The Woolworths result quickly reversed market sentiment on Thursday. Photo: Patrick ScalaConsumer stocks led n shares sharply lower on Thursday following a dreadful quarterly sales report from Woolworths, while ANZ reported full-year profit numbers and Blackmores shares briefly hit $200 each.
The market started the day in positive territory following strong gains on Wall Street, which reached two-month highs. The Dow Jones lifted 1 per cent after the US Federal Reserve implied it was more open to a December rate hike.
However, the Woolworths result quickly reversed market sentiment, especially as Wesfarmers shares were also sold off as a result.
Consumer staples was by the far the worst sector on the day, losing 5.3 per cent. All sectors bar utilities stocks were in the red as the benchmark ASX200 index fell 1.3 per cent to 5266.9 and the broader All Ordinaries declined 1.2 per cent to 5310.2.
The banks were also down, with ANZ falling 2 per cent to $28.17 after reporting record full-year profits of $7.2 billion, but also slowing earnings growth, flat dividends, and shareholder returns squeezed by the dilutive effect of its recent capital raising.
Commonwealth Bank shed 0.6 per cent to $77.17 and National Bank declined 4 per cent to $30.46 but Westpac performed relatively well, finishing flat at $31.92.
Woolworths crashed 9.8 per cent to $24.70 after warning that net profits will fall as much as 35 per cent in the December half to between $900 million and $1 billion.
Same-store n food and liquor sales fell for the second consecutive quarter – down 1 per cent in the three months to October 4 – as Woolworths struggled to reverse customer perceptions that its prices are higher than Coles.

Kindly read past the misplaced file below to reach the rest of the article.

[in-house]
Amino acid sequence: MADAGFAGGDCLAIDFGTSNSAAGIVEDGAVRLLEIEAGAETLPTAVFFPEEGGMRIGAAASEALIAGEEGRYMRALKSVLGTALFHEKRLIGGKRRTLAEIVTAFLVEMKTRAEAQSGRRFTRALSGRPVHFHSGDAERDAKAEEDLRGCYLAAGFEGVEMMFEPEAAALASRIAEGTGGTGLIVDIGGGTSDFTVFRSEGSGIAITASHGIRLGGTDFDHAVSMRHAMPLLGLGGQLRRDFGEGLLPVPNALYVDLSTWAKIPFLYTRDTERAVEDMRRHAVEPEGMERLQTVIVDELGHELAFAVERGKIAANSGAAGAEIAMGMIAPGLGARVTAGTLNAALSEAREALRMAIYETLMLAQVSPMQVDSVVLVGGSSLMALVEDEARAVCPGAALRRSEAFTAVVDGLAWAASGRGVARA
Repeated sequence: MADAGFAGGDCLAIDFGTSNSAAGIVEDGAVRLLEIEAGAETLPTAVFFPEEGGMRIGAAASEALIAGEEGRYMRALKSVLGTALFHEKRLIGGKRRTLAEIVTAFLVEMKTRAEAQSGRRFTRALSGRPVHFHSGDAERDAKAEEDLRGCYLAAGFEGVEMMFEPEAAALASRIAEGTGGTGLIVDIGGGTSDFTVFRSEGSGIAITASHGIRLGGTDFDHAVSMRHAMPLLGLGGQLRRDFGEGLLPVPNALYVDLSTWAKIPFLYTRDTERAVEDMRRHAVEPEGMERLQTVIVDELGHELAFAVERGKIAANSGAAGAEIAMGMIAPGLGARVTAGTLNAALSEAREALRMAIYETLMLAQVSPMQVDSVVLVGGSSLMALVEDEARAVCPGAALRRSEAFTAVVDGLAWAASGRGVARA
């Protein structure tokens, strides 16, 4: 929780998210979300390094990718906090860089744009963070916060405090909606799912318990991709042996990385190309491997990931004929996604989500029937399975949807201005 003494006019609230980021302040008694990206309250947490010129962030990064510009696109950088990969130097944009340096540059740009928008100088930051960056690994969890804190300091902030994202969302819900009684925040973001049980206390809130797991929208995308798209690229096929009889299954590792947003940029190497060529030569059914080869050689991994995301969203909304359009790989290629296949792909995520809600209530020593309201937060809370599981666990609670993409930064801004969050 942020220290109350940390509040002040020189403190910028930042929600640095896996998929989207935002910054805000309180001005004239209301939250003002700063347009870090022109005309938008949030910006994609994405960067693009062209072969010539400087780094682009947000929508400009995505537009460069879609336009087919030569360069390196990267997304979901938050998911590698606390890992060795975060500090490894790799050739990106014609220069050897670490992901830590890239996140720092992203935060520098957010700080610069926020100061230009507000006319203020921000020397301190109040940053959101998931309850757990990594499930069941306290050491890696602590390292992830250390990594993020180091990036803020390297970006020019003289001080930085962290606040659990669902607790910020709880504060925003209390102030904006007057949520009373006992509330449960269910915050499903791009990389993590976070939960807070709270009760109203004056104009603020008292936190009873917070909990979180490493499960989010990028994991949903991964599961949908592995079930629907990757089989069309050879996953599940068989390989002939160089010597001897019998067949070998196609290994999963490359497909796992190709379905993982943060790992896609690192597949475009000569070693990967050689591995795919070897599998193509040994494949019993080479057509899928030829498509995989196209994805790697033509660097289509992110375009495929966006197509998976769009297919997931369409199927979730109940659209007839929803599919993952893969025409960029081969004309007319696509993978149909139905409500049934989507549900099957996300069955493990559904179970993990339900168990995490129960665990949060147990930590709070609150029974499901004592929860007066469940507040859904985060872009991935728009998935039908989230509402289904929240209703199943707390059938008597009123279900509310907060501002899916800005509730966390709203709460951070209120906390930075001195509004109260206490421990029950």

The decline in first-quarter same-store food and liquor sales followed a 0.9 per cent drop in the June quarter, indicating that Woolworths supermarkets are continue to lose momentum. Analysts had been forecasting same-store sales to fall between 0.5 per cent and 1.1 per cent.
Fears of continuing price wars in the grocery sector resulted in competitor Wesfarmers dropping 4.3 per cent to $40.18, while Metcash was walloped even worse than Woolworths, losing 10.4 per cent to $1.20.
“There’s a big question now over some of these consumer stocks,” said Invast chief market analyst Peter Esho. “Woolworths can only fight its way out of this through pricing – and if they discount the rest of the market has to discount and it’s going to drive down margins.
“Woolworths is not just a short-term earnings thing. There’s big questions now over where strategy is at, where management’s at, where the board is at. The whole thing is falling apart.”
Overnight, iron ore slumped 3 per cent to $US49.95 per tonne – under $US50 – although oil recovered somewhat, with Brent crude up $US2.10 or 4.5 per cent, to $US48.91 per barrel.
BHP weakened 1.3 per cent to $23.47 and Rio Tinto slipped 1.8 per cent to $51.14. Pure-play iron ore miner Fortescue gave up 2.2 per cent to $2.20 and Woodside Petroleum fell 1 per cent to $29.34 despite the improving oil price.
Telstra retreated 1.4 per cent to $5.50.
Blackmores surged 12.9 per cent to $175.51 after news it was expanding beyond its core business to enter the infant formula market through a partnership deal with dairy group Bega Cheese, as profits continue to surge from vitamins sales to China.
Blackmores has experienced an incredible near 500 per cent rise in its share price over the past 14 months because of heavy demand for its vitamins and health supplements in China.
Newcrest’s chances of meeting its full year gold production guidance have taken a blow with the company confirming a major piece of kit at its most important mine will be out for longer.
An important part of the production process at the Cadia mine in NSW failed about 12 days ago, and Newcrest said today it would be “at least five weeks” before it was fixed. The gold miner crumbled 7.6 per cent to $12.72.